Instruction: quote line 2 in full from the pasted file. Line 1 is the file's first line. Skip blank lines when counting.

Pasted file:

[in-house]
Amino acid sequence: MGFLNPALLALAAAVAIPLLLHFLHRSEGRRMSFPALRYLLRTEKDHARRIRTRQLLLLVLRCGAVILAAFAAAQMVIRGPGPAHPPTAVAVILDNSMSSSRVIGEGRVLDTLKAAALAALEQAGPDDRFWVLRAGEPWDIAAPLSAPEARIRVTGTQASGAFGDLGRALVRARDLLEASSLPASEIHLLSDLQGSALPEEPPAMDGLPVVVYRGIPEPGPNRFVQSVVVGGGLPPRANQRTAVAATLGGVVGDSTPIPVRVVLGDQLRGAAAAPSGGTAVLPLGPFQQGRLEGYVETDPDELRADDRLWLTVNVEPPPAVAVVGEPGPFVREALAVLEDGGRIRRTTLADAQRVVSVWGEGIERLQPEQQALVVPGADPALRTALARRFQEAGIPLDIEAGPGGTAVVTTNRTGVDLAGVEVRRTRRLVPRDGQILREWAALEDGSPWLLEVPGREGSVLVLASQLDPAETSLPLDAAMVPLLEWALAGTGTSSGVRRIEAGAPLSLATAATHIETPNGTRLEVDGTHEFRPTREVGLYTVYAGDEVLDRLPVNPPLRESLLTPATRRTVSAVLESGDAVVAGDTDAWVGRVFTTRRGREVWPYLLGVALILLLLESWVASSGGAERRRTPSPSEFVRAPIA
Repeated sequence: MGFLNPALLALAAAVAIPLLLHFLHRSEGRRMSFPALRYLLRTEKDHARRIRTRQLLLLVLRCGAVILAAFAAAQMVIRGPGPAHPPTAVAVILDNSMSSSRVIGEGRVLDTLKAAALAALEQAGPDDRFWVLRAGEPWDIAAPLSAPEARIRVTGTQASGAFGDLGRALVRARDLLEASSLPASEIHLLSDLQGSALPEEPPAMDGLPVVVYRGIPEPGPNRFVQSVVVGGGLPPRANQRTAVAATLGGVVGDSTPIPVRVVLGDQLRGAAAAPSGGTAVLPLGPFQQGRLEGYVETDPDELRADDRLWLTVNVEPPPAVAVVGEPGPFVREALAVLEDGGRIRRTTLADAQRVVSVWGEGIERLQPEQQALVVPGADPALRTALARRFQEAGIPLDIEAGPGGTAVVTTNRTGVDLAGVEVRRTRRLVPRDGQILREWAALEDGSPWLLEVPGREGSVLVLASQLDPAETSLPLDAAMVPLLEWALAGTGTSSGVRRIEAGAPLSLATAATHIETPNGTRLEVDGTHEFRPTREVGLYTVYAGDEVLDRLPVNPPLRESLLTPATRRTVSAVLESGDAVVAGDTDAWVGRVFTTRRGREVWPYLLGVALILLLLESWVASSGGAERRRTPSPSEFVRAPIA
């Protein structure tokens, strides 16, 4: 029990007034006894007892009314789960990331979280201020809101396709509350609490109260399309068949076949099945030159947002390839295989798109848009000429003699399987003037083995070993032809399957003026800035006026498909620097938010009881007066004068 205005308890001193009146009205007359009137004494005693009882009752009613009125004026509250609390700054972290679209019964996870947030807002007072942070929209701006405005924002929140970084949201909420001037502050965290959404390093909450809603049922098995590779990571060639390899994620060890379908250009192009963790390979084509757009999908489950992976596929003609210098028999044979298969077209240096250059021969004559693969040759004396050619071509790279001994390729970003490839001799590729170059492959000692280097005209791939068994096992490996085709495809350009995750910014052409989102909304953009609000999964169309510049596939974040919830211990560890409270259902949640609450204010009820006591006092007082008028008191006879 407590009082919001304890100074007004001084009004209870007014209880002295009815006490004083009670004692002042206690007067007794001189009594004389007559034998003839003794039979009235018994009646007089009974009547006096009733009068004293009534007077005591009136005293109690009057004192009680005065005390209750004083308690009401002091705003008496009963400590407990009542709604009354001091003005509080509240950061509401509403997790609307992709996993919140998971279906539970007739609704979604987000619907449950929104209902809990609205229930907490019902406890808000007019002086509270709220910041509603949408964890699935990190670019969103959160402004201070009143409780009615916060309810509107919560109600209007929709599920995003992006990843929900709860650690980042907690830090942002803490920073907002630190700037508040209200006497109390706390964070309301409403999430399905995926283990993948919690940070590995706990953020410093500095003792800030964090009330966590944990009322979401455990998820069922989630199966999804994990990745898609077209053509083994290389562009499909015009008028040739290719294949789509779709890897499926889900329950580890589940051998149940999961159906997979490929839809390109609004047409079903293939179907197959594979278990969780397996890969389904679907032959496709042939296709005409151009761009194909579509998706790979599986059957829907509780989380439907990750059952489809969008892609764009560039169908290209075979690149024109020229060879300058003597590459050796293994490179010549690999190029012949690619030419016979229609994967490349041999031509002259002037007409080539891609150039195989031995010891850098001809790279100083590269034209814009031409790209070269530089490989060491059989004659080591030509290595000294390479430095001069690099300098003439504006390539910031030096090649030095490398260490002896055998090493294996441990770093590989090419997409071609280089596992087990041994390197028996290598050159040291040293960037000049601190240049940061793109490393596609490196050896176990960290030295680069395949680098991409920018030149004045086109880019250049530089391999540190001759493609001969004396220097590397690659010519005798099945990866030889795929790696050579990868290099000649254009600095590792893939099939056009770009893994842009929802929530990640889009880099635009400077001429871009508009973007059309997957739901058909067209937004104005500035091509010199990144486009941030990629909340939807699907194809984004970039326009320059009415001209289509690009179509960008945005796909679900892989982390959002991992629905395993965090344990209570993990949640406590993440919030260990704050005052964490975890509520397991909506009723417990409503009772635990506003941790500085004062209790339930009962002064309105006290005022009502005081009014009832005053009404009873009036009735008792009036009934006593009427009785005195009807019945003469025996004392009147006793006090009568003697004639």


Amino acid sequence: MGFLNPALLALAAAVAIPLLLHFLHRSEGRRMSFPALRYLLRTEKDHARRIRTRQLLLLVLRCGAVILAAFAAAQMVIRGPGPAHPPTAVAVILDNSMSSSRVIGEGRVLDTLKAAALAALEQAGPDDRFWVLRAGEPWDIAAPLSAPEARIRVTGTQASGAFGDLGRALVRARDLLEASSLPASEIHLLSDLQGSALPEEPPAMDGLPVVVYRGIPEPGPNRFVQSVVVGGGLPPRANQRTAVAATLGGVVGDSTPIPVRVVLGDQLRGAAAAPSGGTAVLPLGPFQQGRLEGYVETDPDELRADDRLWLTVNVEPPPAVAVVGEPGPFVREALAVLEDGGRIRRTTLADAQRVVSVWGEGIERLQPEQQALVVPGADPALRTALARRFQEAGIPLDIEAGPGGTAVVTTNRTGVDLAGVEVRRTRRLVPRDGQILREWAALEDGSPWLLEVPGREGSVLVLASQLDPAETSLPLDAAMVPLLEWALAGTGTSSGVRRIEAGAPLSLATAATHIETPNGTRLEVDGTHEFRPTREVGLYTVYAGDEVLDRLPVNPPLRESLLTPATRRTVSAVLESGDAVVAGDTDAWVGRVFTTRRGREVWPYLLGVALILLLLESWVASSGGAERRRTPSPSEFVRAPIA